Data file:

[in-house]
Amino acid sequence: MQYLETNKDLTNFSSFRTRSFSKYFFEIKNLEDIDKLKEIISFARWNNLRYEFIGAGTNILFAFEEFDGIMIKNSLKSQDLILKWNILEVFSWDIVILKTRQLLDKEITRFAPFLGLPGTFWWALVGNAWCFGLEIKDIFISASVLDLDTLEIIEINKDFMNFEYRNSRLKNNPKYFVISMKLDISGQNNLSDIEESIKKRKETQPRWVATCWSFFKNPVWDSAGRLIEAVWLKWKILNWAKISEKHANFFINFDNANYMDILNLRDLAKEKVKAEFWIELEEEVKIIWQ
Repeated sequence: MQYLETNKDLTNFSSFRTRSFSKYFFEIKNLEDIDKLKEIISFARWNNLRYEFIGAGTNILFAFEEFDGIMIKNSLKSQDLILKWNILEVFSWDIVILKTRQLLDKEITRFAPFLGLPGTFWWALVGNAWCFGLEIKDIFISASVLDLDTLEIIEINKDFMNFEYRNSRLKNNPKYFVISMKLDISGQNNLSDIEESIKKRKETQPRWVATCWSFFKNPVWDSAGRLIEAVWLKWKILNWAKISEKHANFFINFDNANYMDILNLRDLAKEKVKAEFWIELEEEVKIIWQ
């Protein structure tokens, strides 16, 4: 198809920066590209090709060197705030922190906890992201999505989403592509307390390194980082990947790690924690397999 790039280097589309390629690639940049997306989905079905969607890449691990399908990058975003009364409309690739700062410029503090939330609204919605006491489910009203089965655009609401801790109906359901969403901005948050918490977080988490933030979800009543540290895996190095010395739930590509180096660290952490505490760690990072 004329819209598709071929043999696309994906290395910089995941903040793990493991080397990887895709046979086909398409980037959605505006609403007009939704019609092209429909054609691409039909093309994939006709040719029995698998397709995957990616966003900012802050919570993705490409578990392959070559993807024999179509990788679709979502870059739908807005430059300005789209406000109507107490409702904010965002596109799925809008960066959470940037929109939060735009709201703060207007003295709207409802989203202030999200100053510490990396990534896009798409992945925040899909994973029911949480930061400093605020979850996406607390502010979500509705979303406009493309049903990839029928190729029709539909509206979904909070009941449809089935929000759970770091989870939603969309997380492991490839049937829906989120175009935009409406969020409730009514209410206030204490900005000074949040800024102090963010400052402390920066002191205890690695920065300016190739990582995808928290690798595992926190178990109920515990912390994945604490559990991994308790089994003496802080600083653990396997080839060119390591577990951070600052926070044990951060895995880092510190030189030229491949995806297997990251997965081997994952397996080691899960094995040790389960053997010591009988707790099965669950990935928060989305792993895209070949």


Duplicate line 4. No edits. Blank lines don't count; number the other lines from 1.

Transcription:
């Protein structure tokens, strides 16, 4: 198809920066590209090709060197705030922190906890992201999505989403592509307390390194980082990947790690924690397999 790039280097589309390629690639940049997306989905079905969607890449691990399908990058975003009364409309690739700062410029503090939330609204919605006491489910009203089965655009609401801790109906359901969403901005948050918490977080988490933030979800009543540290895996190095010395739930590509180096660290952490505490760690990072 004329819209598709071929043999696309994906290395910089995941903040793990493991080397990887895709046979086909398409980037959605505006609403007009939704019609092209429909054609691409039909093309994939006709040719029995698998397709995957990616966003900012802050919570993705490409578990392959070559993807024999179509990788679709979502870059739908807005430059300005789209406000109507107490409702904010965002596109799925809008960066959470940037929109939060735009709201703060207007003295709207409802989203202030999200100053510490990396990534896009798409992945925040899909994973029911949480930061400093605020979850996406607390502010979500509705979303406009493309049903990839029928190729029709539909509206979904909070009941449809089935929000759970770091989870939603969309997380492991490839049937829906989120175009935009409406969020409730009514209410206030204490900005000074949040800024102090963010400052402390920066002191205890690695920065300016190739990582995808928290690798595992926190178990109920515990912390994945604490559990991994308790089994003496802080600083653990396997080839060119390591577990951070600052926070044990951060895995880092510190030189030229491949995806297997990251997965081997994952397996080691899960094995040790389960053997010591009988707790099965669950990935928060989305792993895209070949």